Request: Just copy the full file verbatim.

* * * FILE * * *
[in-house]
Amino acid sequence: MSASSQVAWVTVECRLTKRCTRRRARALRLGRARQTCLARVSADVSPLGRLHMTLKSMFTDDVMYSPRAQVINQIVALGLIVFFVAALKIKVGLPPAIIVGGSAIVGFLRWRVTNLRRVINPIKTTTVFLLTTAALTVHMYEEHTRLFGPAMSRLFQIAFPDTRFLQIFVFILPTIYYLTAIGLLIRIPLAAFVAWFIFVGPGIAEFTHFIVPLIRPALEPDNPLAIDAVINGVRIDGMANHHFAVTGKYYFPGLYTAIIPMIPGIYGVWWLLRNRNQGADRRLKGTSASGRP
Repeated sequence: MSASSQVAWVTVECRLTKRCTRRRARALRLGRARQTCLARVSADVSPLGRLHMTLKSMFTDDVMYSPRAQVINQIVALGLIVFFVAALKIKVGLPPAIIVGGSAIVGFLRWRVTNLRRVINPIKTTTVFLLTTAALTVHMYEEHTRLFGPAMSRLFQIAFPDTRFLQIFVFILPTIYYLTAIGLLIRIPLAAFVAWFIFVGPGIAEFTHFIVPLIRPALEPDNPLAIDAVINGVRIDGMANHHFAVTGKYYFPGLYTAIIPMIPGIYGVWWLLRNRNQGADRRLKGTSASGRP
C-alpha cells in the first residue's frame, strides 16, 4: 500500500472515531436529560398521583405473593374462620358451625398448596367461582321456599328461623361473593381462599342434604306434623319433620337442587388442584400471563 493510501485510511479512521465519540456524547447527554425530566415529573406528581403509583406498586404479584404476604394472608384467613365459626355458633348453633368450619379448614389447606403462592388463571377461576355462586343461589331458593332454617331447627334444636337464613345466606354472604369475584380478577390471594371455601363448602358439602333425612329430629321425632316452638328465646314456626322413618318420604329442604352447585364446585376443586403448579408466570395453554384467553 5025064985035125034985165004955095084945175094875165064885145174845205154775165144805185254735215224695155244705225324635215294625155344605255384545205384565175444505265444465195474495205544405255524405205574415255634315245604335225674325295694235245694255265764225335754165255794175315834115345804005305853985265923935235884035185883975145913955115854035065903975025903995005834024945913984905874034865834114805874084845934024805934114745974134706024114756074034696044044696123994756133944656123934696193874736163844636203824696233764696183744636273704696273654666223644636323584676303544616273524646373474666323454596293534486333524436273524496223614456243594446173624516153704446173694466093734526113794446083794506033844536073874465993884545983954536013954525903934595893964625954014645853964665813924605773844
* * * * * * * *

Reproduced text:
[in-house]
Amino acid sequence: MSASSQVAWVTVECRLTKRCTRRRARALRLGRARQTCLARVSADVSPLGRLHMTLKSMFTDDVMYSPRAQVINQIVALGLIVFFVAALKIKVGLPPAIIVGGSAIVGFLRWRVTNLRRVINPIKTTTVFLLTTAALTVHMYEEHTRLFGPAMSRLFQIAFPDTRFLQIFVFILPTIYYLTAIGLLIRIPLAAFVAWFIFVGPGIAEFTHFIVPLIRPALEPDNPLAIDAVINGVRIDGMANHHFAVTGKYYFPGLYTAIIPMIPGIYGVWWLLRNRNQGADRRLKGTSASGRP
Repeated sequence: MSASSQVAWVTVECRLTKRCTRRRARALRLGRARQTCLARVSADVSPLGRLHMTLKSMFTDDVMYSPRAQVINQIVALGLIVFFVAALKIKVGLPPAIIVGGSAIVGFLRWRVTNLRRVINPIKTTTVFLLTTAALTVHMYEEHTRLFGPAMSRLFQIAFPDTRFLQIFVFILPTIYYLTAIGLLIRIPLAAFVAWFIFVGPGIAEFTHFIVPLIRPALEPDNPLAIDAVINGVRIDGMANHHFAVTGKYYFPGLYTAIIPMIPGIYGVWWLLRNRNQGADRRLKGTSASGRP
C-alpha cells in the first residue's frame, strides 16, 4: 500500500472515531436529560398521583405473593374462620358451625398448596367461582321456599328461623361473593381462599342434604306434623319433620337442587388442584400471563 493510501485510511479512521465519540456524547447527554425530566415529573406528581403509583406498586404479584404476604394472608384467613365459626355458633348453633368450619379448614389447606403462592388463571377461576355462586343461589331458593332454617331447627334444636337464613345466606354472604369475584380478577390471594371455601363448602358439602333425612329430629321425632316452638328465646314456626322413618318420604329442604352447585364446585376443586403448579408466570395453554384467553 5025064985035125034985165004955095084945175094875165064885145174845205154775165144805185254735215224695155244705225324635215294625155344605255384545205384565175444505265444465195474495205544405255524405205574415255634315245604335225674325295694235245694255265764225335754165255794175315834115345804005305853985265923935235884035185883975145913955115854035065903975025903995005834024945913984905874034865834114805874084845934024805934114745974134706024114756074034696044044696123994756133944656123934696193874736163844636203824696233764696183744636273704696273654666223644636323584676303544616273524646373474666323454596293534486333524436273524496223614456243594446173624516153704446173694466093734526113794446083794506033844536073874465993884545983954536013954525903934595893964625954014645853964665813924605773844